The ego identity status of IMGs has not yet been examined. It is not known the extent to which they explore and commit to medicine as a career choice when facing immense personal and professional challenges. The psychological adaptation IMGs must make is critical to establishing personal and professional competence as a physician . This process, however, has not been systematically studied. The purpose of the present study was to identify the ego identity status of IMGs, and whether it differs between CIMGs and non-CIMGs.
IMGs registered with the Alberta International Medical Graduate Program responded to posters and emails requesting volunteers for this study. Of the 50 physicians who responded to the request, 46 (92.00%) agreed to be interviewed. They were administered informed consent, notifying them of the purpose of the interviews. More than half (n = 26) of them were non-CIMGs (M age = 39.7, SD = 6.4 years) from 12 countries (17 women, 65% and 9 men, 35%; mean years post graduate training = 5.63). English was the language of medical training for 43.7% of these participants, several other languages account for the remainder with Spanish (13.6%), Russian (9.2%), Farsi (7.6%), Chinese (5%), Mandarin (3.4%), Romanian (3.4%) and other (14.1%). Almost all of the respondents (91.1%) perceived themselves as fluent English language users. The 20 CIMGs (M age = 32.5, SD = 3.8 years) had graduated from a non-Canadian medical school (14 women, 70% and 6 men, 30%; mean years post graduate training = 3.45). All had received their pre-medicine education from a Canadian university and were fluent English language users.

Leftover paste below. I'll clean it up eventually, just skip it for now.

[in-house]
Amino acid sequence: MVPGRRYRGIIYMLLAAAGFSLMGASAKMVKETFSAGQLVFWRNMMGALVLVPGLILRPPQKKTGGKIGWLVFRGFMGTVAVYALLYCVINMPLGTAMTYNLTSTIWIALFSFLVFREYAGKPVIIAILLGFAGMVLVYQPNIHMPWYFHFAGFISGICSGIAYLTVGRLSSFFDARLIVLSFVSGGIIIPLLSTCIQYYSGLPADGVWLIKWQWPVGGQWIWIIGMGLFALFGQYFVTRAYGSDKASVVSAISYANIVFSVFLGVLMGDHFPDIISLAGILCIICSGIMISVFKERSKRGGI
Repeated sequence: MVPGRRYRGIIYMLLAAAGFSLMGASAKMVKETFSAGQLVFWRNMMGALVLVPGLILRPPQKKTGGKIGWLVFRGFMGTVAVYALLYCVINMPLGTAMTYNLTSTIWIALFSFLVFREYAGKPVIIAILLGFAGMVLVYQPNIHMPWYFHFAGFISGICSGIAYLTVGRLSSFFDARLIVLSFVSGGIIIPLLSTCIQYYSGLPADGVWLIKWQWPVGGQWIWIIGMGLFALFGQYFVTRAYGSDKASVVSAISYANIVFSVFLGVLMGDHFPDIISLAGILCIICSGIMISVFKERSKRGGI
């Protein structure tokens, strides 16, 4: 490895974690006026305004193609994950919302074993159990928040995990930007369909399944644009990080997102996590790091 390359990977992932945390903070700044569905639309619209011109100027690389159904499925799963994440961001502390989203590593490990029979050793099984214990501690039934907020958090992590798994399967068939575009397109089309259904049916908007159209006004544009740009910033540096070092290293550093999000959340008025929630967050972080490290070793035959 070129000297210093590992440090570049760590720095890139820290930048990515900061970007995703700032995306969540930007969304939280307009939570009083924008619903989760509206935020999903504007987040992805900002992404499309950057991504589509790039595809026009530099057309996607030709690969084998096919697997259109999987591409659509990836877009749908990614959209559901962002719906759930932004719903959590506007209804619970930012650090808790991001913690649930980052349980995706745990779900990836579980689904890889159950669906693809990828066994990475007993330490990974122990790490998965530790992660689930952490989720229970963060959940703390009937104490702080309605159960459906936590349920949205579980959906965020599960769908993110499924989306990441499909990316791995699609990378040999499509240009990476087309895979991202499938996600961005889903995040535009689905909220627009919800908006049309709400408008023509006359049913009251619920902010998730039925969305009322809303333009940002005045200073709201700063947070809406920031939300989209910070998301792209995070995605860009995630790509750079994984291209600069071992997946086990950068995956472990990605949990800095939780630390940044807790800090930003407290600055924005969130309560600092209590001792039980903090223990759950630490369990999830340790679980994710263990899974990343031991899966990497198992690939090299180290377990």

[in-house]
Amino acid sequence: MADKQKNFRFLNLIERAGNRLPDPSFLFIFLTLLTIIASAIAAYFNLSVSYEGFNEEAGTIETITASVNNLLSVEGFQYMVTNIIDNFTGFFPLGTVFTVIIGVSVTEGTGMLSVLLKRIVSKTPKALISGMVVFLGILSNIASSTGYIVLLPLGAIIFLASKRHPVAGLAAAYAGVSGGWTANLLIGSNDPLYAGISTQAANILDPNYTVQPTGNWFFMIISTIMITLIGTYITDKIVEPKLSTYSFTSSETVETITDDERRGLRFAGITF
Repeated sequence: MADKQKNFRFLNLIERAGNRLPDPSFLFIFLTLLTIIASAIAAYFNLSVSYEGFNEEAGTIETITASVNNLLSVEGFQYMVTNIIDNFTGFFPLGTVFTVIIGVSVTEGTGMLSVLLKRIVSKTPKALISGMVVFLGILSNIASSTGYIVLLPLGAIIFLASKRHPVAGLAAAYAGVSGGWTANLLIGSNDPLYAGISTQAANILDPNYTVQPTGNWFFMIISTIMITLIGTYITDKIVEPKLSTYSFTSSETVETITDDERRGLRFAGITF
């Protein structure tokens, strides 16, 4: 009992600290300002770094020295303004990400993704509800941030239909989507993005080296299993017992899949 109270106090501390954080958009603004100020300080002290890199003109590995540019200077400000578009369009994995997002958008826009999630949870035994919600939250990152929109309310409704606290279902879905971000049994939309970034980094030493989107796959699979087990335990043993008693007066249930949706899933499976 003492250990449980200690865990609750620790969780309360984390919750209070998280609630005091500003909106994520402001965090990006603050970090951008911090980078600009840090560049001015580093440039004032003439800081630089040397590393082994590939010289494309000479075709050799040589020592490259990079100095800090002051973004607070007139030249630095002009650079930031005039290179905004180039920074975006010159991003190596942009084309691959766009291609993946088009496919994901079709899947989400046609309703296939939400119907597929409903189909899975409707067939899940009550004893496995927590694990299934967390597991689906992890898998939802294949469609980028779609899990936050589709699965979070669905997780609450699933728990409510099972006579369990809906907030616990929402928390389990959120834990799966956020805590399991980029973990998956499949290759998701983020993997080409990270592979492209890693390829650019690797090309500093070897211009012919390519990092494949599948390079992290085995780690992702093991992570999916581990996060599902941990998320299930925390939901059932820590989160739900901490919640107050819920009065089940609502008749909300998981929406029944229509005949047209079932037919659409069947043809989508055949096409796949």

Five questions about career decision-making were developed through expert input and discussion and then employed in a semi-structured interview: “When did you first become interested in medicine?”, “When in university, either before or after entering the study of medicine, did you ever consider other areas besides medicine?”, “Growing up, did your parents have any plans for you for when you became an adult?”, “Have you ever pursued other types of work?”, and “How long are you prepared to work towards becoming fully licensed?”
We employed Silverman’s  procedures as valid and reliable methods for managing qualitative data. First, all interviews were audio recorded and transcribed verbatim. Second, InVivo was used to identify key words and phrases relevant to the codes established by Marcia et al. . Two raters (TNB and CV) then classified each participant separately into one of the four identity statuses. Foreclosed was identified when participants decided on a career in medicine in their childhood, and did not explore any alternate careers before becoming a doctor. For example, one participant stated, “I first became interested in medicine when in Grade 3 - I witnessed my grandfather’s death, he went into cardiac arrest and he was not able to receive medical care. I decided I would become a doctor and serve my family, community and nation.” Achieved was classified for participants who decided to become a doctor when in adulthood, and who had pursued other career options outside of medicine. An exemplar response is, “In high school I did not think I would like to work in a hospital. Late in my undergrad I thought about medical school and then in graduate school I started to think about it more seriously. My main interest was academia. I then worked for an engineering company doing product testing because of my biomechanics background. I thought about staying on with this. I also thought about going straight into epidemiology through graduate school rather than through medicine.